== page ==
chairman by the BIFMboard, said: “I am delighted to have been voted as chair-elect. I am passionate about my role as an FM, and I am so pleased that as chairman I will be an ambassador rep- resenting BIFM and promot- ing the interests of all my FM colleagues. I am relishing the opportunity. During the two years I have served on the board, I’ve been witness to great progress in the insti- tute - and the wider profes- sion. I very much look forward to taking the helm and building on these strong foundations during my term. BIFM recently announced its new strategy so we have a clear direction and are united in where we wish the FM profession to be. I think my two year tenure will see many exciting developments. Thank you to everyone who has supported me during my time volunteering for BIFM- being chairman is the pinna- cle for me.” Current BIFM chairman,

Ismena Clout, said: “Julie has very dynamic, versatile and strong skills, which will lend themselves very well to this position, making her the ideal new chairman. When my term ends in July the in- stitute will be in safe hands. Until that date, Julie and I will work very closely to- gether to ensure a smooth transition.” BIFM has also announced

that Ian Townsend, business director at Norland, is to be the new deputy chair. His two year tenure will commence in July 2014, replacing cur- rent deputy chair, Liz Ken- tish, who would have served two years in the role. Townsend said: “Since I joined the board in July 2012

Disposables UK has bol- stered its team with the ap- pointment of a new European business manager to help develop its presence in the European market. Glen Staddon joined the team in November. With more than 36 years in

the industry, Staddon will work alongside Paul Halli- well, director of sales at Dis- posables UK, to support the company’s European export plans. He will be responsible for broadening the Bay West brand in untapped European markets, as well as extend- ing business into existing areas where the company al- ready has a presence. Stad- don will also play a crucial role in the company’s five year growth plans, which will see the company almost double its current £16 mil- lion turnover to £30 million by 2018. Disposables UK has recently moved into new state-of-the-art premises and made a £1.7 million in- vestment in new machinery as part of its ambitious ex- pansion plans.

ways admired the company for constantly striving to drive the business forward through investment and in- novation. I’mreally looking forward to getting stuck into my role and playing a part in the ambitious growth plans.” Paul Halliwell, director of

sales, said: “We are thrilled to welcome Glen to our team. He is extremely well respected in the industry and his knowledge of our sector will be invaluable as we em- bark on our expansion plans in Europe.”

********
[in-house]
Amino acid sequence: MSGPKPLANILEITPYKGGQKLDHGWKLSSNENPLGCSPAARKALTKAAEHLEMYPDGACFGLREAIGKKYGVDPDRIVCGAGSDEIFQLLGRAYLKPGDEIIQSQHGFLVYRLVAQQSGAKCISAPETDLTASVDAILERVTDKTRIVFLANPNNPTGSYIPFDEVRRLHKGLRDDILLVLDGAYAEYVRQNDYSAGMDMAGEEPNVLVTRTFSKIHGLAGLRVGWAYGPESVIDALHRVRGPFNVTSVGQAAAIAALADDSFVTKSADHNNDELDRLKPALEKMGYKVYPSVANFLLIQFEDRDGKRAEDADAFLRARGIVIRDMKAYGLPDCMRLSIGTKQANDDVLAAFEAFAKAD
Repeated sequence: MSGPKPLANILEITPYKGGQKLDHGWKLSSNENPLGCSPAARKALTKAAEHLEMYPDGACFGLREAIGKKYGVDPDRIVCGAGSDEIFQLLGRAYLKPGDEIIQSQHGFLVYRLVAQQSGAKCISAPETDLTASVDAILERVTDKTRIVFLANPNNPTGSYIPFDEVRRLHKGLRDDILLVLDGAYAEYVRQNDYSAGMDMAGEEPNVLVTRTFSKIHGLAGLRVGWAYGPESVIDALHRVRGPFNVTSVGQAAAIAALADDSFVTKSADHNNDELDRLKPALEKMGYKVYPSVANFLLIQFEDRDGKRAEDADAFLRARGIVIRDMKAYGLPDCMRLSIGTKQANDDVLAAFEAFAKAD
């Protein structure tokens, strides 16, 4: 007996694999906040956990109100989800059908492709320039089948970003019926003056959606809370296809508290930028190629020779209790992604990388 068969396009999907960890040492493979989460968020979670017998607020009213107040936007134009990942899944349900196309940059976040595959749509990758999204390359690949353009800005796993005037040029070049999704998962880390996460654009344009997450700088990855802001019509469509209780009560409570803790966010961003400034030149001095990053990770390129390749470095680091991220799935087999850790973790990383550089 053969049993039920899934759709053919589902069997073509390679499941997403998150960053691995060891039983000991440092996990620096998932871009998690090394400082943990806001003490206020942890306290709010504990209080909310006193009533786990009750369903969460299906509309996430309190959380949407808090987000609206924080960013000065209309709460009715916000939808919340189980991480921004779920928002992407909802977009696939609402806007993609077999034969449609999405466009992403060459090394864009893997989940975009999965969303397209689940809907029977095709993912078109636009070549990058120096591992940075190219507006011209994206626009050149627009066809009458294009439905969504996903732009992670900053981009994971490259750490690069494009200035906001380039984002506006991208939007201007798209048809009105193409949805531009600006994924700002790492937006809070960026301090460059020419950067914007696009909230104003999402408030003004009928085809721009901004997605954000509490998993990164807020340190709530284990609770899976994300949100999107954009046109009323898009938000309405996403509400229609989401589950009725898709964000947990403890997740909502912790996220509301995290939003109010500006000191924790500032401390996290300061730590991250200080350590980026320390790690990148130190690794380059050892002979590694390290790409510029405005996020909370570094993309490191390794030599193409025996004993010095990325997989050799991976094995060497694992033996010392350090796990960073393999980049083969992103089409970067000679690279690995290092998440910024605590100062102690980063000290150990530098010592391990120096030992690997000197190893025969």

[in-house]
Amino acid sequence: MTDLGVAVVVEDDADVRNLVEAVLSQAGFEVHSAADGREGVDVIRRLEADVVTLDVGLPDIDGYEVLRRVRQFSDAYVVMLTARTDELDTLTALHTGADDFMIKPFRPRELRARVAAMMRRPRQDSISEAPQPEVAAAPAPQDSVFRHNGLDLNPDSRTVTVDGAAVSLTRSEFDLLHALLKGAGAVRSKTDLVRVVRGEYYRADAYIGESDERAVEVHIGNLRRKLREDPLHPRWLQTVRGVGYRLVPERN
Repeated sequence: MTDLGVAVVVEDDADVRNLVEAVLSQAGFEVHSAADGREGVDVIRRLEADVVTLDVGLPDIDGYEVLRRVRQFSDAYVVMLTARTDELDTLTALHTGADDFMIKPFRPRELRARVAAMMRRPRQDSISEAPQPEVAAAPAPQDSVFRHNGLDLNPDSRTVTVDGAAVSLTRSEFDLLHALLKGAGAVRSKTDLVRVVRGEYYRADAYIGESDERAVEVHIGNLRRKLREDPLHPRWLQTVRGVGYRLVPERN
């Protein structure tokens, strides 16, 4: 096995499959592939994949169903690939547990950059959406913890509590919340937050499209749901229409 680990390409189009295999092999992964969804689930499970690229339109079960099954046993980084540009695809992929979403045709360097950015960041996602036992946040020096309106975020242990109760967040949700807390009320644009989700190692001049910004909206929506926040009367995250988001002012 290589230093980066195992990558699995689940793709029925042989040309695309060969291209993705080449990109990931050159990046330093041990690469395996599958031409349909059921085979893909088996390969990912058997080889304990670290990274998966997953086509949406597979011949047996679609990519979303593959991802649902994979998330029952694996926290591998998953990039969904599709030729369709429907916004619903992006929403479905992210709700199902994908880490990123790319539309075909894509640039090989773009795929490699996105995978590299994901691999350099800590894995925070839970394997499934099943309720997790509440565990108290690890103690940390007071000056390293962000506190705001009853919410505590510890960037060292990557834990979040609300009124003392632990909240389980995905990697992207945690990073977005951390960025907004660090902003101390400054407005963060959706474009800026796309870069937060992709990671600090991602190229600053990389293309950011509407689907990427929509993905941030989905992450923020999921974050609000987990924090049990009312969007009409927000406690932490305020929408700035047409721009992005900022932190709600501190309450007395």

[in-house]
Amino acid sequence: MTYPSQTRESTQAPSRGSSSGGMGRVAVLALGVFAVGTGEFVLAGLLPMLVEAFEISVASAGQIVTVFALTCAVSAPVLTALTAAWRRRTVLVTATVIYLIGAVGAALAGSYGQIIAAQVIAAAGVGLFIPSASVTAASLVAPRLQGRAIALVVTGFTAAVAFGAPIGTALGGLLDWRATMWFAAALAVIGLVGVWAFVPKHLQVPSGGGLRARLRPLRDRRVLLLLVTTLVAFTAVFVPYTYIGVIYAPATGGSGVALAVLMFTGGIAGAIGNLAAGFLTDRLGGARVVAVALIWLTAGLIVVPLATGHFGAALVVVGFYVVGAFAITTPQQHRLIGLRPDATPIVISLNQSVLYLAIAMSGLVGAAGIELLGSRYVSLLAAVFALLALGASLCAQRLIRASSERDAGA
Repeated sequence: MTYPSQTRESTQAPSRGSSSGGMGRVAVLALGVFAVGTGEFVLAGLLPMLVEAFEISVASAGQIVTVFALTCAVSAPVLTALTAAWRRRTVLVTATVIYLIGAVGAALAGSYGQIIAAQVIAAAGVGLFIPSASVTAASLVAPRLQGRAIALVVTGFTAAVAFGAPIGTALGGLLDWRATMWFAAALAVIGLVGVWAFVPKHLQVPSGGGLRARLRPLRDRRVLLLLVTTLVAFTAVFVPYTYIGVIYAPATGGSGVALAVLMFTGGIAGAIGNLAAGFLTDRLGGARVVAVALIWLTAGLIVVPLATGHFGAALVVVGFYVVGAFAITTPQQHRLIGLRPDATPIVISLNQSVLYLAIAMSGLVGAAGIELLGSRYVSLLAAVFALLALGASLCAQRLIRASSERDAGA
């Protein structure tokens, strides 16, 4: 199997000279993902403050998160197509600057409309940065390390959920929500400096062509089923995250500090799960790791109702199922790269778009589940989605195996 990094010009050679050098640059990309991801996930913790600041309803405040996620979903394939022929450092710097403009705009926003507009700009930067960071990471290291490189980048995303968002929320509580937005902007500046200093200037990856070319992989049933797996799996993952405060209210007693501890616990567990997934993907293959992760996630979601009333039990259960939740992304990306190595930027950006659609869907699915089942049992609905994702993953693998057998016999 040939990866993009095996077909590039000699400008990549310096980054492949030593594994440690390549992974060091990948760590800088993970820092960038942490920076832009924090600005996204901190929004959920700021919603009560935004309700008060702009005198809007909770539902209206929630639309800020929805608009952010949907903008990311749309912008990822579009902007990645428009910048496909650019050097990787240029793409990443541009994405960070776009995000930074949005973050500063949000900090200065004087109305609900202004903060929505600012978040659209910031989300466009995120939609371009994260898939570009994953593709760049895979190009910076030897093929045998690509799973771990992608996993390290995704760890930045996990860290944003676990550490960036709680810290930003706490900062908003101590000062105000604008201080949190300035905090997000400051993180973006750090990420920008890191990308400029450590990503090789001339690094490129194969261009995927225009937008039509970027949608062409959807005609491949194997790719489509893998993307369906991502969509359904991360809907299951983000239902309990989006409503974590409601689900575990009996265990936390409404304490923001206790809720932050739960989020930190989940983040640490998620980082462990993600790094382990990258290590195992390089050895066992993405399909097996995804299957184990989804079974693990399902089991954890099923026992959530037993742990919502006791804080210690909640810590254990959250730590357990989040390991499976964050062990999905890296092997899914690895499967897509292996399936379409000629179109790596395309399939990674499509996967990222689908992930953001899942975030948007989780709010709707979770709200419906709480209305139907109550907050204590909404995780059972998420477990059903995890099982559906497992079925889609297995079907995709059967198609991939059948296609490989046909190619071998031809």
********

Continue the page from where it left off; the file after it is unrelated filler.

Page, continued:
Xeros, the company formed to commercialise polymer bead technology developed at the University of Leeds, has appointed Jocelyn Stu- art-Grumbar as international development director and Andy Hewitt as commercial director. Stuart-Grumbar was most

recently international cus- tomer director with Dyson, based in Malmesbury, Wilt- shire, while Hewitt was group sales and marketing director with cycling and out- door goods distributor Zyro.

Andy Hewitt (left) and Jocelyn Stuart-Grumbar.

Stuart-Grumbar said: “I

love the fact that this is a small business, with a great idea and intelligent, highly- motivated people. Our tech- nology is already launched in the UK and US, and my excit- ing remit is to try to identify which of themany potential additional markets would be best-suited to the Xeros sys- tem and ensure we get our message out there. There’s huge interest already from laundry companies yearning for the holy grail of great cleaning and fabric care, with better cost control and less waste and environmen- tal impact.” Hewitt said: “This is such

Glen Staddon. Prior to his appointment,

Staddon was national ac- counts controller at Georgia- Pacific and he brings a wealth of knowledge of Eu- ropean distribution across Western and Eastern Eu- rope. He said: “I am de- lighted to be joining the team at Disposables UK at such an exciting time. I have known the team here for many years and I have al-

an exciting technology, that had years of development before being launched in the UK and US markets. The challenge of establishing a genuinely revolutionary new system is one many people desire but few experience and that, coupled with pace, have made joining Xeros an easy decision. The opportu- nities ahead are vast andmy current focus is the UK com- mercial laundry market, be- fore we look to expand globally.”